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Ex-drug user credits sobriety, salvation to church staying open amid COVID-19: 'I would be dead'

trinity bible chapel canada
Trinity Bible Chapel in Waterloo, Ontario, Canada. |

Before surrendering to Christ, Jennifer Scott was a drug user, "smoking and shooting" 7 grams of crack cocaine into her body every day. But God “used other Christians” to save her life — and she believes if it wasn’t for her church staying open during the COVID-19 lockdowns, she “would be dead.” 

Scott’s church, Trinity Bible Chapel in Ontario, Canada, posted a video on Twitter of her sharing her testimony, which has since gone viral.

Despite bans on worship gatherings and ongoing lockdowns in response to the pandemic,  Trinity Bible Chapel incurred over $100,000 in fines for staying open in opposition to the Reopening Ontario Act and the Emergency Management and Civil Protection Act.

Scott, who testified ahead of her baptism that she'd abused drugs since she was 14, credited her recovery with the church’s decision to keep its doors open despite opposition.

“Before Christ, I was a very angry person, and filled with fear, doubt and self-pity. I was constantly seeking avenues of filling the hole in me that only Jesus could fill,” added Scott, according to The Daily Wire. “It began with marijuana and ended with smoking crack cocaine and intravenous drug use. I was a slave to darkness.”

While mired in drug addiction, Scott was invited to a prayer meeting at Trinity by her son. Shortly after attending that meeting, she started to attend the church, led by Pastor Jacob Reaume, regularly. 

“In my small group, I asked for prayer to help me stop,” Scott shared in her video testimony, referring to her drug use. “I left a comment on one of Pastor Jacob’s sermons on YouTube. Pastor Jacob took the time to find out who I was and tracked me down and called me to pray for me to encourage me to keep coming to church. I did.”

Shortly after the pastor and church elders prayed for her, Scott received a phone call that there was a bed available at a sober living house in Cambridge. In the meantime, Scott said, she continued to attend Trinity. 

“I’ve been clean and sober now for over seven months, moved into my own apartment and the Body of Christ here at Trinity has helped me with [furnishings] and other blessings,” she revealed. “None of these things would have happened if Trinity closed its doors and was solely online. I know for a fact that I would be dead right now if God had not used this church in my life.”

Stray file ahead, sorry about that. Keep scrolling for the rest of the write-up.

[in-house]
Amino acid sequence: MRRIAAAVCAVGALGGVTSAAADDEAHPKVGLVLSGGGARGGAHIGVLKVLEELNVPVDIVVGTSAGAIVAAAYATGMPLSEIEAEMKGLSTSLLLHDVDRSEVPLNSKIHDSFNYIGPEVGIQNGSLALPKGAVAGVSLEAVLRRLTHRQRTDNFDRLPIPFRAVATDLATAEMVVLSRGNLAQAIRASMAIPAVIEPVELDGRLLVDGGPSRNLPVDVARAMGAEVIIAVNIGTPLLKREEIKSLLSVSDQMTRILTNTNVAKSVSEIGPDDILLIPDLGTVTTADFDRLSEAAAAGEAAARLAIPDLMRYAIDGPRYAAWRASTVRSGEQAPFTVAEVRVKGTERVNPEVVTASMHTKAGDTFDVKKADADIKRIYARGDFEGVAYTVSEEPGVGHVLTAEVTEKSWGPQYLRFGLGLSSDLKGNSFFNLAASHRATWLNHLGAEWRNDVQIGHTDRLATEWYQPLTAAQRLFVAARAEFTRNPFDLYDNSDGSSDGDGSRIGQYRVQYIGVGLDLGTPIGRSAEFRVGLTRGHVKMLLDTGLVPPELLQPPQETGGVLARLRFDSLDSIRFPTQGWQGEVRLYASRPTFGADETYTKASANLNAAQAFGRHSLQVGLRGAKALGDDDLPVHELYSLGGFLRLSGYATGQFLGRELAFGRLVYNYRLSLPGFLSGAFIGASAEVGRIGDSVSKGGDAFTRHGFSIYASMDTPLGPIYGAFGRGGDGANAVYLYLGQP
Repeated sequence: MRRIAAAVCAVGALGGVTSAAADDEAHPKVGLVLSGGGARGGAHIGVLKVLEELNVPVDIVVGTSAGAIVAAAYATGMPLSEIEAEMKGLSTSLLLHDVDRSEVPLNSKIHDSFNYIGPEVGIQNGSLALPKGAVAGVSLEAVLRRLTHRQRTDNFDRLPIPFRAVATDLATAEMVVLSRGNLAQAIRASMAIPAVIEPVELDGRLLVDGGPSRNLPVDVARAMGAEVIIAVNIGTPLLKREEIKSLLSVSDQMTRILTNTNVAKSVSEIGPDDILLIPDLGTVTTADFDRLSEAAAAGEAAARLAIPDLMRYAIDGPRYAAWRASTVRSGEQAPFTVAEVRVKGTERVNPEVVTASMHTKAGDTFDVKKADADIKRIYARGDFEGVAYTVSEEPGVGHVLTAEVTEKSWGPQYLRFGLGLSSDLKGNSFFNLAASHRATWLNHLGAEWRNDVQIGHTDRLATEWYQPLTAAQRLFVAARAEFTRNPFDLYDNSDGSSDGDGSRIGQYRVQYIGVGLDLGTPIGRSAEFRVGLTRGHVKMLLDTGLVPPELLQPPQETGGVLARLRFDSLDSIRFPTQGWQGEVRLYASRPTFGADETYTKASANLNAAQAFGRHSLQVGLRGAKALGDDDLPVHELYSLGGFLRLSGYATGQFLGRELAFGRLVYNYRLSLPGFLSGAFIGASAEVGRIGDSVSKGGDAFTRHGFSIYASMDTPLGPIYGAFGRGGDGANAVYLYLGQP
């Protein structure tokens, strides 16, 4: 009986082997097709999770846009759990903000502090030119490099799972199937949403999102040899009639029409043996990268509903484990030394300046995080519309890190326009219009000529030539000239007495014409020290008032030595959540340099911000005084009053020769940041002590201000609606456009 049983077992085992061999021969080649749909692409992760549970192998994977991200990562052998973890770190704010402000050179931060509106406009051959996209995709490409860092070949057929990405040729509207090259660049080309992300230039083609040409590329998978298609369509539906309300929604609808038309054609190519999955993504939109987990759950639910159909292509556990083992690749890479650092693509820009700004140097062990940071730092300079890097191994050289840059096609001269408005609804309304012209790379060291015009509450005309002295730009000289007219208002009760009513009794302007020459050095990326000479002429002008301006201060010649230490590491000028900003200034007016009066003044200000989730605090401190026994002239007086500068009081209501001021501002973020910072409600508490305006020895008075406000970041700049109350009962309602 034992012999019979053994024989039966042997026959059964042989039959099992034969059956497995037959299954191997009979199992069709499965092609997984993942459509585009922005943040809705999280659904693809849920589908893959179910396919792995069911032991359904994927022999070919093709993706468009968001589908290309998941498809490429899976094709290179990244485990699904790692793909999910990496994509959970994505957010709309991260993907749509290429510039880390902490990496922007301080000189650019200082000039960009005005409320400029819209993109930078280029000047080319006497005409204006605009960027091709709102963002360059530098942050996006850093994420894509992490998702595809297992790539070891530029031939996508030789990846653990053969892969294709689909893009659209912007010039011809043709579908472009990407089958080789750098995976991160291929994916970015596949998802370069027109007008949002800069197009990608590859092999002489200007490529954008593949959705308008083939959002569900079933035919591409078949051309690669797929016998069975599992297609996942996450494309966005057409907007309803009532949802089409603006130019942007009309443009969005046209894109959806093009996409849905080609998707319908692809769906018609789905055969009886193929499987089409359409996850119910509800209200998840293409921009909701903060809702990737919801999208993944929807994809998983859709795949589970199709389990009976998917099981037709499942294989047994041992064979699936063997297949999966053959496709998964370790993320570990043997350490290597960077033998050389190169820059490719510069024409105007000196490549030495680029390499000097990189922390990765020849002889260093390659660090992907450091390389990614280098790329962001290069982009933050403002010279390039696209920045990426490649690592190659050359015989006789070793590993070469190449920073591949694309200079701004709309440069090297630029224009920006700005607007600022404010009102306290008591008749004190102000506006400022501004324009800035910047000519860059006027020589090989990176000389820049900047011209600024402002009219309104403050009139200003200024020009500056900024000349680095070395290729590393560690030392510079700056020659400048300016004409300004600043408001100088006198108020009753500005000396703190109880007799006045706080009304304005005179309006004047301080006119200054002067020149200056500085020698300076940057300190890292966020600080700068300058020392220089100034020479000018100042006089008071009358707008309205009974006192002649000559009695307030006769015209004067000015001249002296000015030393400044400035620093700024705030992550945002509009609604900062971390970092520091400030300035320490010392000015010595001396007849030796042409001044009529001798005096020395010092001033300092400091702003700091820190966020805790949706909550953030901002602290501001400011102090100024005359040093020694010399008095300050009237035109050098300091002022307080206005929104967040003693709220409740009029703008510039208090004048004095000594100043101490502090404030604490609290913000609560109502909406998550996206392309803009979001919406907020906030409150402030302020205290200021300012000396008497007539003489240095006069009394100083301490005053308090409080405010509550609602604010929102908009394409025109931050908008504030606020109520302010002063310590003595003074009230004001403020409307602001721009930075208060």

Scott added that even when struggled with relapsing on several occasions, “Jesus never stopped His pursuit” after her.  

“The Gospel is the good news that we have salvation through Jesus Christ,” Scott said. “God came down in the form of a sinless man, Jesus, and poured out His wrath onto Him, that He might spare us eternity in hell; if only we believe that He is the Son of God — the King of Kings, Lord of Lords, and the Truth, the Way, and the Life.”

The video of Scott’s testimony was spread across Twitter feeds with the hashtag #OpenYourChurch. 

Over the last two years, several pastors have been jailed — or their churches hit with fines — for violating Canada's COVID-19 restrictions of church gatherings. 

Last year, Trinity Bible Chapel and its leaders were ordered to pay thousands of dollars in fines over its decision to remain open despite the lockdown orders.

This included a $35,000 fine for the church itself, $10,000 fines for its pastors, and other leaders of the congregation each being fined $7,500, among other fines.

At the time, Reaume posted a statement to the church's website explaining that despite opposition, “Jesus is worth it.”

"[W]orship services are not ours to give up. They belong to Jesus. He purchased His worship with the price of His own blood,” wrote Reaume.

“Not only do we rejoice that our extravagant worship services have given us the opportunity to lead many people to Jesus, as it seems we learn of new people every week who have been saved during this time of persecution, but also now our extravagant worship services have furnished the opportunity to bear witness to the worthiness of Christ before the Superior Court of Ontario.”

Though restrictions on religious gatherings due to COVID-19 vary across Canada, all provinces have placed limits on how many people can get together under one roof. On Monday, the U.S. Centers for Disease Control and Prevention and U.S. State Department advised against travel to Canada because of a rising number of COVID-19 cases as the Omicron variant continues to spread.

In an op-ed for The Christian Post, Sey criticized Canada's leadership for enacting a fourth lockdown

"[Most] Ontarians aren’t necessarily suffering from Omicron or COVID. We’re suffering from the consequences of our government’s incompetent leadership," he wrote.

"Omicron isn’t a threat to most of us, but the government has become a threat to us all. Ontarians and Canadians have some of the highest vaccination rates in the world. Yet, we also have some of the most severe restrictions in the world."

Sey pointed out that a recent poll revealed that 55% of Canadians supported new restrictions and new lockdowns because of Omicron.

"In some ways, we are just as responsible for the authoritarian and oppressive COVID policies. If we didn’t support or remain largely silent on these policies, our government would be too afraid of their political future to enforce them," he contended.

"So shame on the government, and shame on us for continuing to allow them to do this."

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